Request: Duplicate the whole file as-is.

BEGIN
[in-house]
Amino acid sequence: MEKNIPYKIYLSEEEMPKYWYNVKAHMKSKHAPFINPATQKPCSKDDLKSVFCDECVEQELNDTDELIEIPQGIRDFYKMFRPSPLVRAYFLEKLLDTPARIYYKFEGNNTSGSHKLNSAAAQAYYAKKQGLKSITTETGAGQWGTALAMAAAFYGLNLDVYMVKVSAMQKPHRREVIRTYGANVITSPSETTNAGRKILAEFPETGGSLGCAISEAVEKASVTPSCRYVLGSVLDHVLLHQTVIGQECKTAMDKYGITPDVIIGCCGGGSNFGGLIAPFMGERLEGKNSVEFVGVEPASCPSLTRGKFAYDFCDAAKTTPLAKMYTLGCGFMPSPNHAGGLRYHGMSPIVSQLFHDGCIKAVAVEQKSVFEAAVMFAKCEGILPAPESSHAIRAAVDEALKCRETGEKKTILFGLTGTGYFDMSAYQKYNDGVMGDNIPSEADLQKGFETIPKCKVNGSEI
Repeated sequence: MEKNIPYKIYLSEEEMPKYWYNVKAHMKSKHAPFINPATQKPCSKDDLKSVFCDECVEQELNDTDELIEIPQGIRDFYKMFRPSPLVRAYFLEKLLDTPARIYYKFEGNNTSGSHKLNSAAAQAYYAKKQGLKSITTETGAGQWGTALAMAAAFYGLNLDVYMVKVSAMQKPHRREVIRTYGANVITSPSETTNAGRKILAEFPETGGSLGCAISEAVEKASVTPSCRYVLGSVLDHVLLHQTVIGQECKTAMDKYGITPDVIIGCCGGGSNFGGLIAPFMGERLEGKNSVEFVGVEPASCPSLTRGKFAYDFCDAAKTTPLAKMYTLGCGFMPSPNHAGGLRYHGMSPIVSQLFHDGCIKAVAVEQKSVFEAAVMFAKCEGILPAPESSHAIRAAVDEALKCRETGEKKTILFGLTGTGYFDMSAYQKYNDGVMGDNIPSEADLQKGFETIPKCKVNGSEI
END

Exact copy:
[in-house]
Amino acid sequence: MEKNIPYKIYLSEEEMPKYWYNVKAHMKSKHAPFINPATQKPCSKDDLKSVFCDECVEQELNDTDELIEIPQGIRDFYKMFRPSPLVRAYFLEKLLDTPARIYYKFEGNNTSGSHKLNSAAAQAYYAKKQGLKSITTETGAGQWGTALAMAAAFYGLNLDVYMVKVSAMQKPHRREVIRTYGANVITSPSETTNAGRKILAEFPETGGSLGCAISEAVEKASVTPSCRYVLGSVLDHVLLHQTVIGQECKTAMDKYGITPDVIIGCCGGGSNFGGLIAPFMGERLEGKNSVEFVGVEPASCPSLTRGKFAYDFCDAAKTTPLAKMYTLGCGFMPSPNHAGGLRYHGMSPIVSQLFHDGCIKAVAVEQKSVFEAAVMFAKCEGILPAPESSHAIRAAVDEALKCRETGEKKTILFGLTGTGYFDMSAYQKYNDGVMGDNIPSEADLQKGFETIPKCKVNGSEI
Repeated sequence: MEKNIPYKIYLSEEEMPKYWYNVKAHMKSKHAPFINPATQKPCSKDDLKSVFCDECVEQELNDTDELIEIPQGIRDFYKMFRPSPLVRAYFLEKLLDTPARIYYKFEGNNTSGSHKLNSAAAQAYYAKKQGLKSITTETGAGQWGTALAMAAAFYGLNLDVYMVKVSAMQKPHRREVIRTYGANVITSPSETTNAGRKILAEFPETGGSLGCAISEAVEKASVTPSCRYVLGSVLDHVLLHQTVIGQECKTAMDKYGITPDVIIGCCGGGSNFGGLIAPFMGERLEGKNSVEFVGVEPASCPSLTRGKFAYDFCDAAKTTPLAKMYTLGCGFMPSPNHAGGLRYHGMSPIVSQLFHDGCIKAVAVEQKSVFEAAVMFAKCEGILPAPESSHAIRAAVDEALKCRETGEKKTILFGLTGTGYFDMSAYQKYNDGVMGDNIPSEADLQKGFETIPKCKVNGSEI